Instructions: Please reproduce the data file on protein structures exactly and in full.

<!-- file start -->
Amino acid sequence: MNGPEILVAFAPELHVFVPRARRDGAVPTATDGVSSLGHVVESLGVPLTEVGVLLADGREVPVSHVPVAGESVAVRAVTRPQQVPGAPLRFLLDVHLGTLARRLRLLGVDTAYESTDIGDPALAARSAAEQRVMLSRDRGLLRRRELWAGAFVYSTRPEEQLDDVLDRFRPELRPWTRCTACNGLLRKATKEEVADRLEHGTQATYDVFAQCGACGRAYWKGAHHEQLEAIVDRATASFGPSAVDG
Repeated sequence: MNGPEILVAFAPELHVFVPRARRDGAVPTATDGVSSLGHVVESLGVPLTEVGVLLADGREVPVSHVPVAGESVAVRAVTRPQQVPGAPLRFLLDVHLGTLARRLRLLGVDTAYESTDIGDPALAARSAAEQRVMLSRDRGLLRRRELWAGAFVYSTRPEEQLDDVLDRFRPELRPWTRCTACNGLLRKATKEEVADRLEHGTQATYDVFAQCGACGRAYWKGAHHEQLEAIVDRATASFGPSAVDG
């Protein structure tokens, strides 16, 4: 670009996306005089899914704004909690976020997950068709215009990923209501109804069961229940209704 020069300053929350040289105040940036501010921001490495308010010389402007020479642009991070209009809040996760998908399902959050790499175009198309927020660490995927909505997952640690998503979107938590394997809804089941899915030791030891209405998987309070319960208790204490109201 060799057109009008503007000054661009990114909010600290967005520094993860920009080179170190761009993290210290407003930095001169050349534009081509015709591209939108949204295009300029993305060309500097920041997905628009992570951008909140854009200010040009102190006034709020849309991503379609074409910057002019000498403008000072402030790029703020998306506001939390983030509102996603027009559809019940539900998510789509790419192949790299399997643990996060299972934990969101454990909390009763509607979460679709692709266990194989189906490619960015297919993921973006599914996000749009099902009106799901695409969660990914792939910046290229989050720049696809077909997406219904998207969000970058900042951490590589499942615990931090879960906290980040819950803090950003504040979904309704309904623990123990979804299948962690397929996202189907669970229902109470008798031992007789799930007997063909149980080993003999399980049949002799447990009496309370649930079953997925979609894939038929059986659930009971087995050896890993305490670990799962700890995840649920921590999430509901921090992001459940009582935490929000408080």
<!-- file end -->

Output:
Amino acid sequence: MNGPEILVAFAPELHVFVPRARRDGAVPTATDGVSSLGHVVESLGVPLTEVGVLLADGREVPVSHVPVAGESVAVRAVTRPQQVPGAPLRFLLDVHLGTLARRLRLLGVDTAYESTDIGDPALAARSAAEQRVMLSRDRGLLRRRELWAGAFVYSTRPEEQLDDVLDRFRPELRPWTRCTACNGLLRKATKEEVADRLEHGTQATYDVFAQCGACGRAYWKGAHHEQLEAIVDRATASFGPSAVDG
Repeated sequence: MNGPEILVAFAPELHVFVPRARRDGAVPTATDGVSSLGHVVESLGVPLTEVGVLLADGREVPVSHVPVAGESVAVRAVTRPQQVPGAPLRFLLDVHLGTLARRLRLLGVDTAYESTDIGDPALAARSAAEQRVMLSRDRGLLRRRELWAGAFVYSTRPEEQLDDVLDRFRPELRPWTRCTACNGLLRKATKEEVADRLEHGTQATYDVFAQCGACGRAYWKGAHHEQLEAIVDRATASFGPSAVDG
């Protein structure tokens, strides 16, 4: 670009996306005089899914704004909690976020997950068709215009990923209501109804069961229940209704 020069300053929350040289105040940036501010921001490495308010010389402007020479642009991070209009809040996760998908399902959050790499175009198309927020660490995927909505997952640690998503979107938590394997809804089941899915030791030891209405998987309070319960208790204490109201 060799057109009008503007000054661009990114909010600290967005520094993860920009080179170190761009993290210290407003930095001169050349534009081509015709591209939108949204295009300029993305060309500097920041997905628009992570951008909140854009200010040009102190006034709020849309991503379609074409910057002019000498403008000072402030790029703020998306506001939390983030509102996603027009559809019940539900998510789509790419192949790299399997643990996060299972934990969101454990909390009763509607979460679709692709266990194989189906490619960015297919993921973006599914996000749009099902009106799901695409969660990914792939910046290229989050720049696809077909997406219904998207969000970058900042951490590589499942615990931090879960906290980040819950803090950003504040979904309704309904623990123990979804299948962690397929996202189907669970229902109470008798031992007789799930007997063909149980080993003999399980049949002799447990009496309370649930079953997925979609894939038929059986659930009971087995050896890993305490670990799962700890995840649920921590999430509901921090992001459940009582935490929000408080």